DSP Manager is a fantastic application which can be used to achieve vibrating bass even with your stock headphones.
DSP Manager is like the HTC Beats sound enhancer, but taken to a whole new level. Sadly, this awesome application is not available in the Google Play store and you will need to put in a little bit more effort in order to get it working for your phone. Why? Because it’s part of CyanogenMod and will not work on stock ROMs by default.
However, in this article, I’ll show you how you can install the app on vanilla Android and HTC Sense, which should help you get it running on your own device regardless of which ROM you’re running – as long as you have root access.
Vanilla Android Installation
First, you need to download the app from XDA Forums.
Now, just put the APK file in your system/app folder. You need to have root access and can use Root Browser to copy the APK file to the system/app folder from your SD card or internal storage.
After that, you need to change the permissions to rw-r-r. You can do this with Root Browser as well. Select the APK file in that app, tap Permissions, then tick the boxes as shown in this screenshot:
Restart your phone and you should see the DSP Manager app in your app drawer.
HTC Sense Installation
As before, you need to download the app from XDA Forums.
For HTC sense ROMS, this method won’t work. In order to use all the features of DSP Manager, you need to delete all the lib files from the folder system/libs/soundfx. It is totally safe and these files are only for HTC music enhancing.
Then, you need to download the entire ROM for your device from the CyanogenMod website. Once you are done, extract the APK file from the system/app folder of the ROM on your computer using zip software such as WinRar. Copy this APK file to the system/app folder of your sense ROM using Root Browser.
You also need to extract all the lib files from the system/libs/soundfx folder of the ROM to your computer using WinRar, and then copy to the system/libs/soundfx folder on your device.
Once you have copied all of these files, you need to change the permissions of each file to rw-r-r using Root Browser. For each file, tap Permissions, then tick the options like this:
Restart your phone after placing all the files and you will see the DSP Manager app in your app drawer.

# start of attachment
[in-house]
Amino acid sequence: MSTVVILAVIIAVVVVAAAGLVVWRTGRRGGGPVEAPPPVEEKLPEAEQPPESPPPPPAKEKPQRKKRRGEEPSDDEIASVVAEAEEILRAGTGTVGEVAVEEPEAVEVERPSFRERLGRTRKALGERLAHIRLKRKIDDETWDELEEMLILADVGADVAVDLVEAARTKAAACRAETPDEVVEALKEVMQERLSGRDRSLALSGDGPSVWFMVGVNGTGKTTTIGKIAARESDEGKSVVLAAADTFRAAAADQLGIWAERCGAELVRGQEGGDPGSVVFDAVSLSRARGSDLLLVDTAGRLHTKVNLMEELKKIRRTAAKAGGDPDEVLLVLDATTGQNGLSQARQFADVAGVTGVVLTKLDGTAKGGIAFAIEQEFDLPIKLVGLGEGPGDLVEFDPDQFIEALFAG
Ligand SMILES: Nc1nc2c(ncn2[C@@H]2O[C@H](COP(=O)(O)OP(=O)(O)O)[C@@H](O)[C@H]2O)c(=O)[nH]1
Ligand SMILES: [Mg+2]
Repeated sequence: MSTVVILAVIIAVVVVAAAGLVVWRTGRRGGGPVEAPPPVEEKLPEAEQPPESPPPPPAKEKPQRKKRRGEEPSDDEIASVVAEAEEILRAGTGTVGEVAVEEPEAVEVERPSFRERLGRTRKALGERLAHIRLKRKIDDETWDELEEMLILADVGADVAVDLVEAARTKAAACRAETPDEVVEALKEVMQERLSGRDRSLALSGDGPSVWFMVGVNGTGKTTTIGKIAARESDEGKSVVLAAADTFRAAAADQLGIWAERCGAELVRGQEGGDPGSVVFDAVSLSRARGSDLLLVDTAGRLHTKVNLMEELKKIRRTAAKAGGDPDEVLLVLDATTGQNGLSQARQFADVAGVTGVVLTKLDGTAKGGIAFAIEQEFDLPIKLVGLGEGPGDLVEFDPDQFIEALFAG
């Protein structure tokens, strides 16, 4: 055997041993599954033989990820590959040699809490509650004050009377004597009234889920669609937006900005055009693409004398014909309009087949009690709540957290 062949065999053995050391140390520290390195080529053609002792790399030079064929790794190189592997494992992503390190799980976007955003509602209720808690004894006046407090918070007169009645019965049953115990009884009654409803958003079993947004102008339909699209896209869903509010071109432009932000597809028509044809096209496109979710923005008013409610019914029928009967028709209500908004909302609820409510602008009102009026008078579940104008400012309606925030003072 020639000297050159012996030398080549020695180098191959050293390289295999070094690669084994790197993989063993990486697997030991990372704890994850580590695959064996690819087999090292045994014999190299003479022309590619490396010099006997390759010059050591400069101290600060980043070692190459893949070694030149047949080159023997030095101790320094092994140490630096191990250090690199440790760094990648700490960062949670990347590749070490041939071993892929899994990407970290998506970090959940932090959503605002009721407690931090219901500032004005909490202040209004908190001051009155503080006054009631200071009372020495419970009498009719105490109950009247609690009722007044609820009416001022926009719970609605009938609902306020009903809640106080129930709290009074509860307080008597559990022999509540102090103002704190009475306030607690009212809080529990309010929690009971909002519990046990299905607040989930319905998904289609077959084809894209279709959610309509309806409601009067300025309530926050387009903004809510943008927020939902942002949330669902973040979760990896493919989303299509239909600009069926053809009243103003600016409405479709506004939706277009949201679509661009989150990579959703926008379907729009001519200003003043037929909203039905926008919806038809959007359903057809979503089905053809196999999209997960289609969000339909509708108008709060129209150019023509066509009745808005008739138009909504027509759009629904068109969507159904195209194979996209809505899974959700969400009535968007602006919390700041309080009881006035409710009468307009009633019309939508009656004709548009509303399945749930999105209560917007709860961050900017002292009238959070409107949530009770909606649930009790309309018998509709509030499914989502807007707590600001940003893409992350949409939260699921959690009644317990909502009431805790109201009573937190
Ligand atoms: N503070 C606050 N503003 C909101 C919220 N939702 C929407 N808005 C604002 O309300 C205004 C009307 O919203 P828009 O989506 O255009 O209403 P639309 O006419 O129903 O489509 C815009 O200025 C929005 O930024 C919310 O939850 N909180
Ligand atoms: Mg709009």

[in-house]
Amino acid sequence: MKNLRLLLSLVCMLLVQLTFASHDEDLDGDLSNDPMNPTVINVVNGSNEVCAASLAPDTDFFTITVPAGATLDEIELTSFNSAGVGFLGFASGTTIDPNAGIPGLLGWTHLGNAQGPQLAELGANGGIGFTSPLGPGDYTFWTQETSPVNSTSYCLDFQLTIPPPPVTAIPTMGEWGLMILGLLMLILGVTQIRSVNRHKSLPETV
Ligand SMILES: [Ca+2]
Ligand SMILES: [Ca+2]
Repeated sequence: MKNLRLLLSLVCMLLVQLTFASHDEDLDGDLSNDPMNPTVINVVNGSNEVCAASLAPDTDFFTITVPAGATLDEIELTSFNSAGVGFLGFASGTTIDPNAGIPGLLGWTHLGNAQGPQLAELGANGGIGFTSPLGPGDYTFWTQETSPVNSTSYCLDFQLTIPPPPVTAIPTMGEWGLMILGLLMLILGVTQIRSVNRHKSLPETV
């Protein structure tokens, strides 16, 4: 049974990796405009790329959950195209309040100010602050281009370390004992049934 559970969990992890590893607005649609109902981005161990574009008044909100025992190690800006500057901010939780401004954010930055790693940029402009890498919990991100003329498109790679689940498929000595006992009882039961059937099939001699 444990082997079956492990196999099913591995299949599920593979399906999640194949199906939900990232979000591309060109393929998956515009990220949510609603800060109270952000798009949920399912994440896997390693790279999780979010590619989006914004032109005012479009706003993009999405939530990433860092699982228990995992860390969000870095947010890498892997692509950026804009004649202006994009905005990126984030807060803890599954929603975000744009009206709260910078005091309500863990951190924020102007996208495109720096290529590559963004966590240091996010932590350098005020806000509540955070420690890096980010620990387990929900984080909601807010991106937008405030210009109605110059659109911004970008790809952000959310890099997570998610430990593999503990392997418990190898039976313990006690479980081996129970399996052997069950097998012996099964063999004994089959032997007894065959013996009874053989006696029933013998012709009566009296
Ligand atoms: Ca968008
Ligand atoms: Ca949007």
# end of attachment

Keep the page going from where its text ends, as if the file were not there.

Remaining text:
Once you have DSP Manager on your phone, you can open it by going to the Sound Effects folder in the Android Music app. (Please note that it will only work with the default Android Music app.)
Which Options Should I Set?
Even once you’ve got DSP Manager working on your phone, it’s still hard to get the settings right for the best possible sound. We’ll go through the options in turn.
First, you will find the Dynamic Compression option. You shouldn’t use this if you listen to modern music, as modern music is over-compressed in recording due to technological improvements in sound recording. Using dynamic compression will do nothing but distort the sound.
However, if you are a fan of music from the ’70s and ’80s, then this setting can be quite handy as these songs have not been compressed. (Do note that most remastered albums are over-compressed with sound editing so you shouldn’t use this for those.) A moderate level will be perfect and you will notice a significant increase in the sound; also, the sound is likely to get a bit more crisp.
Now to Bass Boost. Bass Boost is probably the fan favourite setting and is one of the major reasons why most people want this app on their phones. There are three levels: Slight, Moderate and Extreme. Basically, setting the bass doesn’t only depend upon the bass that you want, but it also depends on the type of headphones that you own. If you have high quality headphones such as Beats by Dr Dre, then Extreme bass will not distort the sound and yet you will be able to get beefier bass. However, if you select the Extreme option with stock or average headphones, then you will get nothing but distortion.
Now to the equalizer. Well, to be honest, the default presets are not bad at all. They have options for Rock, Further Bass and Treble.
You can also go for custom equalizer settings. If you raise the bars from left to right, along with moderate Bass Boost, you will get a very crisp sound along with heavy bass. Also, the highs and the treble will not be lost and the vocals will be clear. You can also play around with the bars in order to get the sound that you are looking for based on your preferences and the type of headphones that you own.
Lastly, there is the option for a “virtual room” effect, which offers several options, including Studio and Live Stage, which you can select between depending on the type of sound which you are looking for.